BEYOND THE RULE OF THIRDS - THOUGHTS ON COMPOSITION

 Composition wise, this photograph taken at the Lincoln Memorial sums up this blog post in one photograph. Fujifilm X100S, 1/30 @ f8, ISO 400.

Composition wise, this photograph taken at the Lincoln Memorial sums up this blog post in one photograph. Fujifilm X100S, 1/30 @ f8, ISO 400.

I have been thinking about composition lately and wondering if there was more to it than the rule of thirds.* More to the point, how do I articulate composition beyond the rule of thirds.

Com•po•si•tionnoun  : The way something is put together or arranged : the combination of parts or elements that make up something.

Every lecture on composition I've ever heard discusses the rule of thirds. Heck, the one semester I taught the basic photography course at Temple University it was the first thing I talked about after shutter speeds and f-stops. And it seemed to come up over and over even when I was teaching advanced classes.

We are all are aware of composition even if we don't know it. Why does some art appeal to us and something very similar does not? I bet in many cases it comes down to composition or as the above definition states, the arrangement of elements.

 Think three-dimensionally. In this photograph of passengers entering the Foggy Bottom metro I used the rule of thirds to both place the subjects in upper right and the three diagonal lines of the escalators to draw you in to the frame. Fujifilm X100S, 1/250 @ f8, ISO 400.

Think three-dimensionally. In this photograph of passengers entering the Foggy Bottom metro I used the rule of thirds to both place the subjects in upper right and the three diagonal lines of the escalators to draw you in to the frame. Fujifilm X100S, 1/250 @ f8, ISO 400.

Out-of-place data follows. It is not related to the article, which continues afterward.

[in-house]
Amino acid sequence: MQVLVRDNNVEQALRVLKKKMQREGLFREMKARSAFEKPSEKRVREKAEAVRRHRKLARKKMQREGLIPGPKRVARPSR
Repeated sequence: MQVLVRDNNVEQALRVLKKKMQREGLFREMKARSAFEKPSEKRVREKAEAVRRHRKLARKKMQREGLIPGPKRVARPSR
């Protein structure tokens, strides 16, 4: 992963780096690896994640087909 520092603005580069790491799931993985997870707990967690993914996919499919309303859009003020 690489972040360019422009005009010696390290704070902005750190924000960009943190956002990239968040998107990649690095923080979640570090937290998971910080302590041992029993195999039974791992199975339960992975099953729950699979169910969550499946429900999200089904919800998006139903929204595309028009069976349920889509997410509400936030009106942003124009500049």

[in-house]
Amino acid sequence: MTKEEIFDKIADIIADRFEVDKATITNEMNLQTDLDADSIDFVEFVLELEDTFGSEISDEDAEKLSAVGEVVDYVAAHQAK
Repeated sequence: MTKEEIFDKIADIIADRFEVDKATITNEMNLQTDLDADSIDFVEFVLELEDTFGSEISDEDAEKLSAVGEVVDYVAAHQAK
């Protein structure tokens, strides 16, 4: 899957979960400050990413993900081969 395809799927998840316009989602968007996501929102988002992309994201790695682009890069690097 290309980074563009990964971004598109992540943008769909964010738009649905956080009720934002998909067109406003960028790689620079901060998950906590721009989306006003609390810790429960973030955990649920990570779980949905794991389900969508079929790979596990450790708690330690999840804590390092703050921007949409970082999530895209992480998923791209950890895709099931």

But as my mind wondered I thought there had to be something beyond the rule of thirds. And how could I share what it is I think I understand about composition to new photographers or to photographers looking to improve. That's when I began to think of the rule of thirds as a two-dimensional concept.

So what if we went beyond two-dimensions and thought in terms of three-dimensions. What is it that draws you into a photograph? If the rule of thirds looks at the 2D surface, then it makes sense to me that the third dimension looks into the photograph from foreground to background. Think in terms of depth or layers, terms you might already be familiar with. Again, just trying to think differently.

 Rule of thirds across and into the photograph is what makes this photograph of the St. Charles Borromeo Catholic Church in Arlington, Va., so appealing to me. Fujifilm X100S, 1/950 @ f11, ISO 400.

Rule of thirds across and into the photograph is what makes this photograph of the St. Charles Borromeo Catholic Church in Arlington, Va., so appealing to me. Fujifilm X100S, 1/950 @ f11, ISO 400.

Could there a fourth-dimension in our photographs? Maybe when you wrap a subject in light or add a vignette in post production you create that fourth-dimension.

And remember to understand the rules of composition, or any rules in photography, means you can break them. I know there are some photographers that never learned the rules and yet continue to create wonderful images because they just have a sense of composition.

When you see a photograph or piece of art you like, study the composition. Over time as you take photographs you will instinctively put into practice good composition habits without even thinking about it. And as people begin to admire your work, even photographs of the mundane like my examples here, you will begin to understand why. Good composition. It will be ours, and other photographers, secret.

 

 * The   rule of thirds   is a concept in which a photographic frame is divided in nine imaginary sections creating points where those lines intersect. Placing a subject at one of those points, essentially off center,  generally  makes for a more pleasing image.

* The rule of thirds is a concept in which a photographic frame is divided in nine imaginary sections creating points where those lines intersect. Placing a subject at one of those points, essentially off center, generally makes for a more pleasing image.

UPDATE: For more on the rule of thirds, head over to the photographytalk website.